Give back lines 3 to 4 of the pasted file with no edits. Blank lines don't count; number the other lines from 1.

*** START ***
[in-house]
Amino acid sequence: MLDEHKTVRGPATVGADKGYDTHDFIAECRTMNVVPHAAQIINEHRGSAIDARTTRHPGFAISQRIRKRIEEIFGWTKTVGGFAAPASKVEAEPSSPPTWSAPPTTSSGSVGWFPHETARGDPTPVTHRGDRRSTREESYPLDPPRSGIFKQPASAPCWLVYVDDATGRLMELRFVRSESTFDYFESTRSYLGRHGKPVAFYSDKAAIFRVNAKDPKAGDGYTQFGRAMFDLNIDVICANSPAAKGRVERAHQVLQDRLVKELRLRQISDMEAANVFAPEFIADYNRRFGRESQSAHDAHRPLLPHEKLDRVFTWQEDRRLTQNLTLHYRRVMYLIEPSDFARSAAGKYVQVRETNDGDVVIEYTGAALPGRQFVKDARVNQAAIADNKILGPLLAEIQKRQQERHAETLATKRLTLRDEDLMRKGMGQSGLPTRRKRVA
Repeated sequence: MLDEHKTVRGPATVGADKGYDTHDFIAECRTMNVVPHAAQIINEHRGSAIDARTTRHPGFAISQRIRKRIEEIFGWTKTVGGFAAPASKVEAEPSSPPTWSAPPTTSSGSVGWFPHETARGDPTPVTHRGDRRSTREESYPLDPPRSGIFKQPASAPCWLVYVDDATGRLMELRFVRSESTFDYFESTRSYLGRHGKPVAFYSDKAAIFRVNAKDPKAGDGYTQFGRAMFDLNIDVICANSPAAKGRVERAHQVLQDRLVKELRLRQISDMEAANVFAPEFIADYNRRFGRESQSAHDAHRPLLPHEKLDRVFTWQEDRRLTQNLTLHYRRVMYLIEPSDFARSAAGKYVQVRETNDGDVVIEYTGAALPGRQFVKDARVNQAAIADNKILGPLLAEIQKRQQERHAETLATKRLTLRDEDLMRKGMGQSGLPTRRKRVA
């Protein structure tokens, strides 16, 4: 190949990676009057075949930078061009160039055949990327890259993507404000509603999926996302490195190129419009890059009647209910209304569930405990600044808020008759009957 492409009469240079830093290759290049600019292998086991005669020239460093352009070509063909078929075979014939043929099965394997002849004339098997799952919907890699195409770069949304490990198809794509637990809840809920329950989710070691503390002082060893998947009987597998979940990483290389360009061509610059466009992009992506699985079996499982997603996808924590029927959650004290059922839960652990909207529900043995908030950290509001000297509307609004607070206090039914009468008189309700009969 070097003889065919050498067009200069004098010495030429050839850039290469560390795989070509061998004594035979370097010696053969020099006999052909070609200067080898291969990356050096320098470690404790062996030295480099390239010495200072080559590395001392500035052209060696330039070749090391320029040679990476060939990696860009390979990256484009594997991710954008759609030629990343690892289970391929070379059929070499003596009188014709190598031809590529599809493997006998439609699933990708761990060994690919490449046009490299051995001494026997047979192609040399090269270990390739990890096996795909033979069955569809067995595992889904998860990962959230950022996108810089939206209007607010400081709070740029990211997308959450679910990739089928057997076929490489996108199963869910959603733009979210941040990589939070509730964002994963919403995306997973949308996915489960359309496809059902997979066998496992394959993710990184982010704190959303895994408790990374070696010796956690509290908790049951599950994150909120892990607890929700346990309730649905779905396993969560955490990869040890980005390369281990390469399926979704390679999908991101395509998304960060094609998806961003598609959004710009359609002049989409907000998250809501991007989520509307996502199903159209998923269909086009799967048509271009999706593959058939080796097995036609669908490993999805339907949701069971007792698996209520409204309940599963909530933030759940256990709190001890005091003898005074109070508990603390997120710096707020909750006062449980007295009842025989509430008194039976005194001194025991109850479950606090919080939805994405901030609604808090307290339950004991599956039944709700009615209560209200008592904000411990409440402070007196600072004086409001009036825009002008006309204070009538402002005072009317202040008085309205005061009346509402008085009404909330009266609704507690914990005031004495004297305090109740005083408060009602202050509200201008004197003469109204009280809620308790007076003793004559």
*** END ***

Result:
Repeated sequence: MLDEHKTVRGPATVGADKGYDTHDFIAECRTMNVVPHAAQIINEHRGSAIDARTTRHPGFAISQRIRKRIEEIFGWTKTVGGFAAPASKVEAEPSSPPTWSAPPTTSSGSVGWFPHETARGDPTPVTHRGDRRSTREESYPLDPPRSGIFKQPASAPCWLVYVDDATGRLMELRFVRSESTFDYFESTRSYLGRHGKPVAFYSDKAAIFRVNAKDPKAGDGYTQFGRAMFDLNIDVICANSPAAKGRVERAHQVLQDRLVKELRLRQISDMEAANVFAPEFIADYNRRFGRESQSAHDAHRPLLPHEKLDRVFTWQEDRRLTQNLTLHYRRVMYLIEPSDFARSAAGKYVQVRETNDGDVVIEYTGAALPGRQFVKDARVNQAAIADNKILGPLLAEIQKRQQERHAETLATKRLTLRDEDLMRKGMGQSGLPTRRKRVA
């Protein structure tokens, strides 16, 4: 190949990676009057075949930078061009160039055949990327890259993507404000509603999926996302490195190129419009890059009647209910209304569930405990600044808020008759009957 492409009469240079830093290759290049600019292998086991005669020239460093352009070509063909078929075979014939043929099965394997002849004339098997799952919907890699195409770069949304490990198809794509637990809840809920329950989710070691503390002082060893998947009987597998979940990483290389360009061509610059466009992009992506699985079996499982997603996808924590029927959650004290059922839960652990909207529900043995908030950290509001000297509307609004607070206090039914009468008189309700009969 070097003889065919050498067009200069004098010495030429050839850039290469560390795989070509061998004594035979370097010696053969020099006999052909070609200067080898291969990356050096320098470690404790062996030295480099390239010495200072080559590395001392500035052209060696330039070749090391320029040679990476060939990696860009390979990256484009594997991710954008759609030629990343690892289970391929070379059929070499003596009188014709190598031809590529599809493997006998439609699933990708761990060994690919490449046009490299051995001494026997047979192609040399090269270990390739990890096996795909033979069955569809067995595992889904998860990962959230950022996108810089939206209007607010400081709070740029990211997308959450679910990739089928057997076929490489996108199963869910959603733009979210941040990589939070509730964002994963919403995306997973949308996915489960359309496809059902997979066998496992394959993710990184982010704190959303895994408790990374070696010796956690509290908790049951599950994150909120892990607890929700346990309730649905779905396993969560955490990869040890980005390369281990390469399926979704390679999908991101395509998304960060094609998806961003598609959004710009359609002049989409907000998250809501991007989520509307996502199903159209998923269909086009799967048509271009999706593959058939080796097995036609669908490993999805339907949701069971007792698996209520409204309940599963909530933030759940256990709190001890005091003898005074109070508990603390997120710096707020909750006062449980007295009842025989509430008194039976005194001194025991109850479950606090919080939805994405901030609604808090307290339950004991599956039944709700009615209560209200008592904000411990409440402070007196600072004086409001009036825009002008006309204070009538402002005072009317202040008085309205005061009346509402008085009404909330009266609704507690914990005031004495004297305090109740005083408060009602202050509200201008004197003469109204009280809620308790007076003793004559």